Rain may cause wetness

18th November 2011 at 00:00

I'm a bit disappointed. It's November and I haven't had a directive from the local authority or the Department for Education about the seasonal dangers we're up against. What dangers? Well, rain, for a start.

When it rains, it is possible that pupils may suffer from wetness at playtime. There are, however, factors governing this. If the rain is very light, then the level of wetness will be low. A headteacher, or designated body, can determine whether the rain can be categorised as light by performing an action known as "looking out of the window". If raindrops cannot be clearly seen, it is likely the children will not be affected by wetness.

If, however, the rain can be heard, there are two clear ways to proceed. The children can go out to play, but must put on waterproof clothing. If the rain becomes heavier, they can take refuge. This is known as "sheltering under the playground shed". Of course, if the rain is torrential it would be better if the children did not go out to play, otherwise the teachers will be drying out clothing on radiators for the rest of the day.

And what about leaves? It should be noted that leaves fall off the trees in November and they can be very dangerous, especially when combined with wetness. Children can slip on them. So can elderly staff, like me. It is a good idea, therefore, to warn the occupants of your building that eyes should be trained downwards in autumn to avoid foot slippage. One way of alleviating the problem is to let children gather the leaves for collage work, but do make sure everybody washes their hands thoroughly after handling them. You never know where they've been.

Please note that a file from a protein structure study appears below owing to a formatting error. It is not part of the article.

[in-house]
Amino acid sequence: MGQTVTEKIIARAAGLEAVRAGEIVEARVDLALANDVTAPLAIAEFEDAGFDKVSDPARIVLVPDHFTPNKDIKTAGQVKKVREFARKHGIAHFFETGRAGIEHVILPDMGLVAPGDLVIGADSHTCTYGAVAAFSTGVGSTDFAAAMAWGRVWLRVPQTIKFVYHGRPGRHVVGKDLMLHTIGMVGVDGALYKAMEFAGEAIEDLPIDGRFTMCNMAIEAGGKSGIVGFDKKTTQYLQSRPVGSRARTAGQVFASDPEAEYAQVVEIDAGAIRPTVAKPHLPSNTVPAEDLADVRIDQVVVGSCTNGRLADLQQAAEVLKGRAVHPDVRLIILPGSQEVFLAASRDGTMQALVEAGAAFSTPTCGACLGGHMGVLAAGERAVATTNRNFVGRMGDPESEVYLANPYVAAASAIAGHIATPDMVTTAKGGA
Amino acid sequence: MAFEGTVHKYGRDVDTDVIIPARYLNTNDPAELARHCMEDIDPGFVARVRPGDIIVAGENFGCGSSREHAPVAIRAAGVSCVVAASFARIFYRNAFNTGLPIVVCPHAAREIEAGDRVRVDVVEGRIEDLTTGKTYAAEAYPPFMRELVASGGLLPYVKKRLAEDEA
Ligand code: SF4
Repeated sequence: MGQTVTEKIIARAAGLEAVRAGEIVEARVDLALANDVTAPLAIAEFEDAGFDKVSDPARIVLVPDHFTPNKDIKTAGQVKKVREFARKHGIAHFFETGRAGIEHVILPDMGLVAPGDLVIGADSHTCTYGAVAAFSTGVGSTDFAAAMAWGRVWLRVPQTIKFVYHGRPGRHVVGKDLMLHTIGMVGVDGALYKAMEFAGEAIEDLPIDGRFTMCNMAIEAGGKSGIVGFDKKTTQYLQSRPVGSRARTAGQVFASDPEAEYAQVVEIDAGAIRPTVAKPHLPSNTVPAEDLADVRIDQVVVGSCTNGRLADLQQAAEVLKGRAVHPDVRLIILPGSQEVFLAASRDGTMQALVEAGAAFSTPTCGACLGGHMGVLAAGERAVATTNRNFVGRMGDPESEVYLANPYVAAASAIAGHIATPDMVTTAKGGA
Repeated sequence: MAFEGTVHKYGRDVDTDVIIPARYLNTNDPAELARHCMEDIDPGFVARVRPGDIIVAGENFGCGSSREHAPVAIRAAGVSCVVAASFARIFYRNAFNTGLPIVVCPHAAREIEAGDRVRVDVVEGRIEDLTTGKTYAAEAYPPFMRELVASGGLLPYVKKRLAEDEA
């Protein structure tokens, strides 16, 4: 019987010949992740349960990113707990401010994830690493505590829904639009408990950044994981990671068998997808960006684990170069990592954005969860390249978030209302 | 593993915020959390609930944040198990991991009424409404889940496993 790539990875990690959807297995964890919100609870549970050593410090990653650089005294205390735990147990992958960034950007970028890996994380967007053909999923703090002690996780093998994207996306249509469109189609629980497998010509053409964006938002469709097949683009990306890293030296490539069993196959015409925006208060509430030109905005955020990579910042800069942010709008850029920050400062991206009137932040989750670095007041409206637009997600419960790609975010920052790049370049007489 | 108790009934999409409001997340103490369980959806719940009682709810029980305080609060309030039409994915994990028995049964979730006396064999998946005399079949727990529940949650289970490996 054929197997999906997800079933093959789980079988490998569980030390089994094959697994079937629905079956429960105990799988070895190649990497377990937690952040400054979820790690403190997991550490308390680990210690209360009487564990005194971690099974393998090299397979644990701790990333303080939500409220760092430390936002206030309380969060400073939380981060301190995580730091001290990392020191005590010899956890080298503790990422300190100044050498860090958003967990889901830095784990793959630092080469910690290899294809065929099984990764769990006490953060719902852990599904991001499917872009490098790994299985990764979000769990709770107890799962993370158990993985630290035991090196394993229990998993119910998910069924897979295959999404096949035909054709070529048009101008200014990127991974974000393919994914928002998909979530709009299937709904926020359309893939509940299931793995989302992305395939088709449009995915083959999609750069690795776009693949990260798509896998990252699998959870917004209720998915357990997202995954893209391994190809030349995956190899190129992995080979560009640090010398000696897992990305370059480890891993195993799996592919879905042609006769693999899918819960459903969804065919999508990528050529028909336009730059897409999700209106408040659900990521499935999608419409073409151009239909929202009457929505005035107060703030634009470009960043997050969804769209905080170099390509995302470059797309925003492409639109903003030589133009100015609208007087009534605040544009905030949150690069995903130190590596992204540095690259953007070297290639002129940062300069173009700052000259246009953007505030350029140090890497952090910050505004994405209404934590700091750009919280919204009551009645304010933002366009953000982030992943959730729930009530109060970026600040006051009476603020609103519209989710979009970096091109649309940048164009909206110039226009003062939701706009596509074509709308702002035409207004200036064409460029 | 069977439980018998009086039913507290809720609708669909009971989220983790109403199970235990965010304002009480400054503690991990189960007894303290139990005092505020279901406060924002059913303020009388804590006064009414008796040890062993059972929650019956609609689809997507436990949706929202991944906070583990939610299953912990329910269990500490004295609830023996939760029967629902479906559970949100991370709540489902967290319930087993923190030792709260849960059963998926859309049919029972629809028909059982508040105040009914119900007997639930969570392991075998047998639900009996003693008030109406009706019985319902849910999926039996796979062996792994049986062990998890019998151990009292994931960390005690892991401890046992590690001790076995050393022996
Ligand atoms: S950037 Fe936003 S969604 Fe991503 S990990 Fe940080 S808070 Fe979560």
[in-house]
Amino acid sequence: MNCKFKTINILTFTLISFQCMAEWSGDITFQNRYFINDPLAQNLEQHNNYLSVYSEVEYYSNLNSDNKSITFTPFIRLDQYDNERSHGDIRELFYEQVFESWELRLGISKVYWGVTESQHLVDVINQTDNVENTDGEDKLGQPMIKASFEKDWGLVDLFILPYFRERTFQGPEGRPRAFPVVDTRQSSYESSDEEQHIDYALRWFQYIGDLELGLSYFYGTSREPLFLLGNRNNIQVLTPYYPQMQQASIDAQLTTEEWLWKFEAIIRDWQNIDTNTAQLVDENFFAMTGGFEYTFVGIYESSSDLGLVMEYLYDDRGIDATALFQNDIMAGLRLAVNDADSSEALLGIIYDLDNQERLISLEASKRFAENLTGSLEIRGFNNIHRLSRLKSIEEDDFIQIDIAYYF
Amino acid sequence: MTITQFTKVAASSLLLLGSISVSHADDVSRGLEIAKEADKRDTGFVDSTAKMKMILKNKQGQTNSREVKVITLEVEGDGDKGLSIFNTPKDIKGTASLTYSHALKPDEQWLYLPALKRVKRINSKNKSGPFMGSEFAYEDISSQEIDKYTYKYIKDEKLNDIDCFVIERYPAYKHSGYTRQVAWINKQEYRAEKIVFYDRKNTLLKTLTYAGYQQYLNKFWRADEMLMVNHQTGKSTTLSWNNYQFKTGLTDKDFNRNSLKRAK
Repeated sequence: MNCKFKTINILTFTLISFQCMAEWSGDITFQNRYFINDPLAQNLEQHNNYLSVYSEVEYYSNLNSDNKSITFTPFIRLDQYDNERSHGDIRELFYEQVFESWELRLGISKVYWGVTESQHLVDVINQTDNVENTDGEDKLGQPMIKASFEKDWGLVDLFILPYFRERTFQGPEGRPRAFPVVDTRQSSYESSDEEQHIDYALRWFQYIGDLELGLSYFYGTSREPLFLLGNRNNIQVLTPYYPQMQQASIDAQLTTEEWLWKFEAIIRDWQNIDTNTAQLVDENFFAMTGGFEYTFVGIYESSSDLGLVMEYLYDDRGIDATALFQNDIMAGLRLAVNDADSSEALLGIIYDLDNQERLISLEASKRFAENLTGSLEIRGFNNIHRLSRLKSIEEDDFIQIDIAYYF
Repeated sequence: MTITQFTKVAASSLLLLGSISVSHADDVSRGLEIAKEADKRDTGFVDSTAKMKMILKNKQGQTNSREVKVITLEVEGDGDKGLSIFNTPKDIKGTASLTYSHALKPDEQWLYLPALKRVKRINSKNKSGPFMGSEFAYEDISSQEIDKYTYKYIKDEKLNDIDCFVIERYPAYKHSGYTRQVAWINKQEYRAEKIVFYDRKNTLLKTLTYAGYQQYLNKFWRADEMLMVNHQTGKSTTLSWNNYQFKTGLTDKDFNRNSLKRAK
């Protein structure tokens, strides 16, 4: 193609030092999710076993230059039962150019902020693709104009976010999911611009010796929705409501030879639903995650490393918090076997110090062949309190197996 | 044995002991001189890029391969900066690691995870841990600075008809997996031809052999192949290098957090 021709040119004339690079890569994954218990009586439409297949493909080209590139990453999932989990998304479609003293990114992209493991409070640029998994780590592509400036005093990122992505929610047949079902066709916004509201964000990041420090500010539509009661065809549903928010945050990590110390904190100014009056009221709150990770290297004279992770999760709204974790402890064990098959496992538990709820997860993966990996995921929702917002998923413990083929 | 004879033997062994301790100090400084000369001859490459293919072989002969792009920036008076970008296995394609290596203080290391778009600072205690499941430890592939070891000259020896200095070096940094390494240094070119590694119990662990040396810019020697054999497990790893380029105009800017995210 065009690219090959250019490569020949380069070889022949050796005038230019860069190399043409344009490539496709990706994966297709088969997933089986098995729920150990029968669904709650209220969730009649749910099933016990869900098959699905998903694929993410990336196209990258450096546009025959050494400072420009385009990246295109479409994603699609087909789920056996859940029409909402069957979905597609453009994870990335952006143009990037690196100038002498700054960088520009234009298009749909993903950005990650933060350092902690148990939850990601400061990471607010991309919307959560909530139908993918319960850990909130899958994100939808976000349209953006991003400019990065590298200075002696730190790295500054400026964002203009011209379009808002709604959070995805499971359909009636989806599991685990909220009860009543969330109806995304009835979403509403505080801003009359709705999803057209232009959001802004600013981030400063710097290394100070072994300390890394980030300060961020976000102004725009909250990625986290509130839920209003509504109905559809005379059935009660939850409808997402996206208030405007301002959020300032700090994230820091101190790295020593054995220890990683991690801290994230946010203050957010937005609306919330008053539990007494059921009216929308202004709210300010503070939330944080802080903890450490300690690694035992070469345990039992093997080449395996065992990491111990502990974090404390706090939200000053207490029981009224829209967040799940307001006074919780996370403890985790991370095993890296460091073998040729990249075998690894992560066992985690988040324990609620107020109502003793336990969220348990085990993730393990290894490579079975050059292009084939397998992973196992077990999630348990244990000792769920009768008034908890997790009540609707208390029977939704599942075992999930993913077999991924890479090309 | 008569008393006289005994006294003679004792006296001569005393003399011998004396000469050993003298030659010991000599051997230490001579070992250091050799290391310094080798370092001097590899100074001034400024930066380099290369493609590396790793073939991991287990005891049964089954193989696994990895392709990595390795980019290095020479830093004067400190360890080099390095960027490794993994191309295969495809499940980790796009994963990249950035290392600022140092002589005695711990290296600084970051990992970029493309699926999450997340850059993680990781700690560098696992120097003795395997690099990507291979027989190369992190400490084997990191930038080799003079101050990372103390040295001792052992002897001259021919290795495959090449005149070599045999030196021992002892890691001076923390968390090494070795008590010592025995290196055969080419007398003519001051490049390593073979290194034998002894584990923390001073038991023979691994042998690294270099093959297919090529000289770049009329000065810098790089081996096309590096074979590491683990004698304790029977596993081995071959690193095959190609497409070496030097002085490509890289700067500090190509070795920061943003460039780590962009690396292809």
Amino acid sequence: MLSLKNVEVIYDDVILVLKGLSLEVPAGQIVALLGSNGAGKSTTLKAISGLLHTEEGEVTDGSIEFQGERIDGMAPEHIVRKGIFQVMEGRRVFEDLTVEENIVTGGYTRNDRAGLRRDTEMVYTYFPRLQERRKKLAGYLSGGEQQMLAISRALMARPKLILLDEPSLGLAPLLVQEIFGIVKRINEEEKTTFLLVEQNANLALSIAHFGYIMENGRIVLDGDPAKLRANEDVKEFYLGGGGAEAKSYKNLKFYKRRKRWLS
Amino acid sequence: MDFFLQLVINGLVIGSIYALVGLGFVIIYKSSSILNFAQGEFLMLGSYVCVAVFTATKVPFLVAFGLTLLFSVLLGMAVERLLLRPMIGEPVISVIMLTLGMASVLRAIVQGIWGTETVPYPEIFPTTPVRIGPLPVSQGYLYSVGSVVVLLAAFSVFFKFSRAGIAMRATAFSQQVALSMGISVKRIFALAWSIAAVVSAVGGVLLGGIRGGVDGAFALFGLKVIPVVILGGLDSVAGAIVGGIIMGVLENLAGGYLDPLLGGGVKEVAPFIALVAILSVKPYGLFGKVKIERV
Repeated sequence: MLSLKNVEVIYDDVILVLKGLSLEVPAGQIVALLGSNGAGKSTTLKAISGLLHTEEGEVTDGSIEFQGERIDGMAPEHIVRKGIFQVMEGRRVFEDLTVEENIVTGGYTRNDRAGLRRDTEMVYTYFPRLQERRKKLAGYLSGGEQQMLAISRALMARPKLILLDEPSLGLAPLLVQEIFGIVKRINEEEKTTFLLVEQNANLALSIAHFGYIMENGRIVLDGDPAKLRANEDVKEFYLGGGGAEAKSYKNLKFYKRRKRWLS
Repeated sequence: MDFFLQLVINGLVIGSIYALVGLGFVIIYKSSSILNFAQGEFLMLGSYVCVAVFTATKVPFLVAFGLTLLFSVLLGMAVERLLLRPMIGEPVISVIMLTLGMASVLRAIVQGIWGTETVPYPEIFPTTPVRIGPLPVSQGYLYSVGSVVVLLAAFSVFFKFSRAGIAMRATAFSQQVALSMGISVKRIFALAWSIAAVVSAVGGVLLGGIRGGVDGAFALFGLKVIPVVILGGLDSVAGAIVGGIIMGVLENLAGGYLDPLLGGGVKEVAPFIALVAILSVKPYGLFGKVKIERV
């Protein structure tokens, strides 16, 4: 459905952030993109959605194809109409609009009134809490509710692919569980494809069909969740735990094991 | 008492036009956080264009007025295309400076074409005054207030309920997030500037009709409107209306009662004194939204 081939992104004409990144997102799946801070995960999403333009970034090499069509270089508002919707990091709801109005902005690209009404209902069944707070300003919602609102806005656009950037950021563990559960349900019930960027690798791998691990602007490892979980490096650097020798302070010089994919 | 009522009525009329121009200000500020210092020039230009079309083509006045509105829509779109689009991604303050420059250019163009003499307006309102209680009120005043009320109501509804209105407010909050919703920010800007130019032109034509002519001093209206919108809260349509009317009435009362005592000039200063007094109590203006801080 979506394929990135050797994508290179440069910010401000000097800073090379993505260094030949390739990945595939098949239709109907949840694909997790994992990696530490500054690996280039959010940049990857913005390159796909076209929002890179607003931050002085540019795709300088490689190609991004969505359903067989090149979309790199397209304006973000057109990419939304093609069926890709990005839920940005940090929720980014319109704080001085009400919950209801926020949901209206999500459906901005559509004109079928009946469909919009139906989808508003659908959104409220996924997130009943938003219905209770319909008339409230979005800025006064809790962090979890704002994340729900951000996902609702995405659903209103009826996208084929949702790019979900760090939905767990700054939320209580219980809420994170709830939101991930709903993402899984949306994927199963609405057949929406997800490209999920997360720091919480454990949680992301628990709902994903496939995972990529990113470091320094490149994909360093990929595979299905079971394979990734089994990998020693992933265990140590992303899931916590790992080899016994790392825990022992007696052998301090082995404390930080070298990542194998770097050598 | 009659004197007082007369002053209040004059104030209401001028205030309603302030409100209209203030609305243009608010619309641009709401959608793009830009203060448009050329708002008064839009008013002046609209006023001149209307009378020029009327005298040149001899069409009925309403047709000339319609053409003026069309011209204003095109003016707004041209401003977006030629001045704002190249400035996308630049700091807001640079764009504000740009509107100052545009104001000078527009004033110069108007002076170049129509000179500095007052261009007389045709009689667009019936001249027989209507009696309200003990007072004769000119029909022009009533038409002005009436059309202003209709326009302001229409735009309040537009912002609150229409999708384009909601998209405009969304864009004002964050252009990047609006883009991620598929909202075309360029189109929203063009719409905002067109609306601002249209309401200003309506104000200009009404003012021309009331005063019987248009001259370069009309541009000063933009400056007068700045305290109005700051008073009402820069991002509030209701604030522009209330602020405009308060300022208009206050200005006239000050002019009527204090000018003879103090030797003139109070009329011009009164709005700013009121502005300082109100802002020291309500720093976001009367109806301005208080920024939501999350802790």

Sorry, but these days I'm conditioned to expect seasonal health and safety directives telling me how to proceed. After all, it's not that long since the gorgeous weather at the end of the summer term was accompanied by documentation about the inherent dangers of a bit of sunshine.

First, a leaflet arrived telling me how public services could be affected in the heat. There would be an increased demand for water, the implication being, I guess, that we should go easy filling the staffroom kettles. There could be staff shortages, presumably if teachers had been silly enough to sit naked in their gardens all weekend. There could be sudden changes in the weather, or flash flooding, or an increase in fires.

Accompanying this was an NHS booklet about looking after yourself in hot weather. On the front were pictures of the sun, an older bloke sensibly putting his straw hat on, and a tree, because that would be a jolly good thing to sit under when it's hot. Inside was more helpful advice, telling me that loose clothes would help me to keep cool and that, if I came across someone suffering from the heat, it would be sensible to move them to a cooler place. Drinking is a really good idea, too, water being the ideal beverage. Best keep Year 6 off the lager, then.

How on earth did we manage in the past? Have we suddenly become so stupid that blindingly obvious procedures need constantly stating in terms that would insult a 10-year-old? Mind you, since fast-food restaurants feel the need to issue customers with notices telling them to take care when drinking coffee because the liquid is hot, I suppose nothing should surprise us any more.

Mike Kent is headteacher at Comber Grove Primary, Camberwell, south London. Email: mikejkent@aol.com.

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